MEPS 552:19-29 (2016)  -  DOI: https://doi.org/10.3354/meps11763

Seasonal sediment dynamics shape temperate bedrock reef communities

Jared D. Figurski1,5,*, Jan Freiwald2, Steve I. Lonhart3, Curt D. Storlazzi4

1Ecology and Evolutionary Biology, University of California at Santa Cruz, 100 Shaffer Road, Santa Cruz, CA 95060, USA
2Institute of Marine Sciences, University of California at Santa Cruz, 100 Shaffer Road, Santa Cruz, CA 95060, USA
3National Oceanic and Atmospheric Administration, Monterey Bay National Marine Sanctuary, 110 Shaffer Road, Santa Cruz, CA 95060, USA
4US Geological Survey, Pacific Coastal and Marine Science Center, 400 Natural Bridges Drive, Santa Cruz, CA 95060, USA
5Present address: Monterey Bay Aquarium Research Institute, 7700 Sandholdt Road, Moss Landing, CA 95039, USA
*Corresponding author:

ABSTRACT: Mobilized seafloor sediment can impact benthic reef communities through burial, scour, and turbidity. These processes are ubiquitous in coastal oceans and, through their influence on the survival, fitness, and interactions of species, can alter the structure and function of benthic communities. In northern Monterey Bay, California, USA, as much as 30% of the seafloor is buried or exposed seasonally, making this an ideal location to test how subtidal temperate rocky reef communities vary in the presence and absence of chronic sediment-based disturbances. Designated dynamic plots were naturally inundated by sediment in summer (50 to 100% cover) and swept clean in winter, whereas designated stable plots remained free of sediment during our study. Multivariate analyses indicated significant differences in the structure of sessile and mobile communities between dynamic and stable reef habitats. For sessile species, community structure in disturbed plots was less variable in space and time than in stable plots due to the maintenance of an early successional state. In contrast, community structure of mobile species varied more in disturbed plots than in stable plots, reflecting how mobile species distribute in response to sediment dynamics. Some species were found only in these disturbed areas, suggesting that the spatial mosaic of disturbance could increase regional diversity. We discuss how the relative ability of species to tolerate disturbance at different life history stages and their ability to colonize habitat translate into community-level differences among habitats, and how this response varies between mobile and sessile communities.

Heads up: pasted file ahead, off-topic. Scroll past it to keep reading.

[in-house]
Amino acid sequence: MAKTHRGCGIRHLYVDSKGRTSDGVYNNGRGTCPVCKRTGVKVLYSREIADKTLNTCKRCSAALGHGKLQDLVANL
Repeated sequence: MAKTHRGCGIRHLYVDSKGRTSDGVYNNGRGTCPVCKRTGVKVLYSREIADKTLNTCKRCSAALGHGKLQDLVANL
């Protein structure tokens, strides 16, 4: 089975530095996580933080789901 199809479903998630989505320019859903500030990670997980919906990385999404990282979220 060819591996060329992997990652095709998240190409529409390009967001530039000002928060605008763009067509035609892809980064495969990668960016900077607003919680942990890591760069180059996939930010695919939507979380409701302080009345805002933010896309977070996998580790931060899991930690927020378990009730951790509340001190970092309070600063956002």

KEY WORDS: Benthic · Diversity · Intermediate disturbance hypothesis · Mobile invertebrates · Physical disturbance · Recruitment · Sessile · Seafloor mapping · Kelp forest ecology


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Cite this article as: Figurski JD, Freiwald J, Lonhart SI, Storlazzi CD (2016) Seasonal sediment dynamics shape temperate bedrock reef communities. Mar Ecol Prog Ser 552:19-29. https://doi.org/10.3354/meps11763

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